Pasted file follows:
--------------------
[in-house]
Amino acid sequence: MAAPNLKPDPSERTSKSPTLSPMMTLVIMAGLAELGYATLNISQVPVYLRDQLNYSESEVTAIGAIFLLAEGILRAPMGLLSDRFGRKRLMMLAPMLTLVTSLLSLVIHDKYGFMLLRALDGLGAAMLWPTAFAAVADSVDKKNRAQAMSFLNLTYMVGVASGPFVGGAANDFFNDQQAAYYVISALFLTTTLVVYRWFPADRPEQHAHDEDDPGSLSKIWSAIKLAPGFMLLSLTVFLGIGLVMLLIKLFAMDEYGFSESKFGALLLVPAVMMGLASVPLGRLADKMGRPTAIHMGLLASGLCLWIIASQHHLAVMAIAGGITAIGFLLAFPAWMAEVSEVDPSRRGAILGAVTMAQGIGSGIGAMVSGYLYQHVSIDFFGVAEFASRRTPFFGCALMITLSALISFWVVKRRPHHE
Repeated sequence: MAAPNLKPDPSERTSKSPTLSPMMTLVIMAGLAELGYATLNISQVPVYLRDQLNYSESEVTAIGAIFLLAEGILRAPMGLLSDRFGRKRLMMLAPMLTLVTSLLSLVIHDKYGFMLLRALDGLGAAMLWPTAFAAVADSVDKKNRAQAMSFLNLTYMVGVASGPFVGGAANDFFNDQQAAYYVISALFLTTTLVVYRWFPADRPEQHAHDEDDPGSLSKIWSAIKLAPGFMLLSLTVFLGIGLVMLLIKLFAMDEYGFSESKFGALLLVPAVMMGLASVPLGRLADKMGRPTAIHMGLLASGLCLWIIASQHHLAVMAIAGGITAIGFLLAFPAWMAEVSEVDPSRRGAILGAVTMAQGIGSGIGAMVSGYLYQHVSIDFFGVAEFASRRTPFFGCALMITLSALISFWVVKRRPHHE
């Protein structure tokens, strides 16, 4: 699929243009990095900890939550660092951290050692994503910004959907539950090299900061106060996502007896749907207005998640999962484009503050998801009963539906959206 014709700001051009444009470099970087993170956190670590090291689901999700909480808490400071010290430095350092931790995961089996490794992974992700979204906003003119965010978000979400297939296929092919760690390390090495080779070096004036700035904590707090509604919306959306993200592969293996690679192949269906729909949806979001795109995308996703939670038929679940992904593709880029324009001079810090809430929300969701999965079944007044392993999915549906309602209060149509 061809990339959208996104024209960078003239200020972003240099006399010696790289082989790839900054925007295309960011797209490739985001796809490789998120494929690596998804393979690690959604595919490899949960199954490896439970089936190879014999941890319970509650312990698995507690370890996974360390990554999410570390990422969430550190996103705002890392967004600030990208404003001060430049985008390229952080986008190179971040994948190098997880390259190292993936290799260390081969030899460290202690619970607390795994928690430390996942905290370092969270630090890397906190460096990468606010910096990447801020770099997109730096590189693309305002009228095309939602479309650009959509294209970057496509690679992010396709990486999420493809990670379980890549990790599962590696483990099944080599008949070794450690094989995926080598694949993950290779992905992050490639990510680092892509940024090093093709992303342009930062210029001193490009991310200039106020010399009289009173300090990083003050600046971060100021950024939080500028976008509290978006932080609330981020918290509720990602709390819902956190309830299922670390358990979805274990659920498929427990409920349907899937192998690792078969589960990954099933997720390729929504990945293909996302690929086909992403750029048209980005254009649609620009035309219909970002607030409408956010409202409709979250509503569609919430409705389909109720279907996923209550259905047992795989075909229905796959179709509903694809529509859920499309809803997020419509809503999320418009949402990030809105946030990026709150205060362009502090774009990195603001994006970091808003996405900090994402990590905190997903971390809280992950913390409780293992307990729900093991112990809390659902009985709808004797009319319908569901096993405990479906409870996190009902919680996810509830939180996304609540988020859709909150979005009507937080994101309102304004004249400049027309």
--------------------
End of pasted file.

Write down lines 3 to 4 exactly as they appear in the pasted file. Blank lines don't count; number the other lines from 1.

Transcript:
Repeated sequence: MAAPNLKPDPSERTSKSPTLSPMMTLVIMAGLAELGYATLNISQVPVYLRDQLNYSESEVTAIGAIFLLAEGILRAPMGLLSDRFGRKRLMMLAPMLTLVTSLLSLVIHDKYGFMLLRALDGLGAAMLWPTAFAAVADSVDKKNRAQAMSFLNLTYMVGVASGPFVGGAANDFFNDQQAAYYVISALFLTTTLVVYRWFPADRPEQHAHDEDDPGSLSKIWSAIKLAPGFMLLSLTVFLGIGLVMLLIKLFAMDEYGFSESKFGALLLVPAVMMGLASVPLGRLADKMGRPTAIHMGLLASGLCLWIIASQHHLAVMAIAGGITAIGFLLAFPAWMAEVSEVDPSRRGAILGAVTMAQGIGSGIGAMVSGYLYQHVSIDFFGVAEFASRRTPFFGCALMITLSALISFWVVKRRPHHE
């Protein structure tokens, strides 16, 4: 699929243009990095900890939550660092951290050692994503910004959907539950090299900061106060996502007896749907207005998640999962484009503050998801009963539906959206 014709700001051009444009470099970087993170956190670590090291689901999700909480808490400071010290430095350092931790995961089996490794992974992700979204906003003119965010978000979400297939296929092919760690390390090495080779070096004036700035904590707090509604919306959306993200592969293996690679192949269906729909949806979001795109995308996703939670038929679940992904593709880029324009001079810090809430929300969701999965079944007044392993999915549906309602209060149509 061809990339959208996104024209960078003239200020972003240099006399010696790289082989790839900054925007295309960011797209490739985001796809490789998120494929690596998804393979690690959604595919490899949960199954490896439970089936190879014999941890319970509650312990698995507690370890996974360390990554999410570390990422969430550190996103705002890392967004600030990208404003001060430049985008390229952080986008190179971040994948190098997880390259190292993936290799260390081969030899460290202690619970607390795994928690430390996942905290370092969270630090890397906190460096990468606010910096990447801020770099997109730096590189693309305002009228095309939602479309650009959509294209970057496509690679992010396709990486999420493809990670379980890549990790599962590696483990099944080599008949070794450690094989995926080598694949993950290779992905992050490639990510680092892509940024090093093709992303342009930062210029001193490009991310200039106020010399009289009173300090990083003050600046971060100021950024939080500028976008509290978006932080609330981020918290509720990602709390819902956190309830299922670390358990979805274990659920498929427990409920349907899937192998690792078969589960990954099933997720390729929504990945293909996302690929086909992403750029048209980005254009649609620009035309219909970002607030409408956010409202409709979250509503569609919430409705389909109720279907996923209550259905047992795989075909229905796959179709509903694809529509859920499309809803997020419509809503999320418009949402990030809105946030990026709150205060362009502090774009990195603001994006970091808003996405900090994402990590905190997903971390809280992950913390409780293992307990729900093991112990809390659902009985709808004797009319319908569901096993405990479906409870996190009902919680996810509830939180996304609540988020859709909150979005009507937080994101309102304004004249400049027309």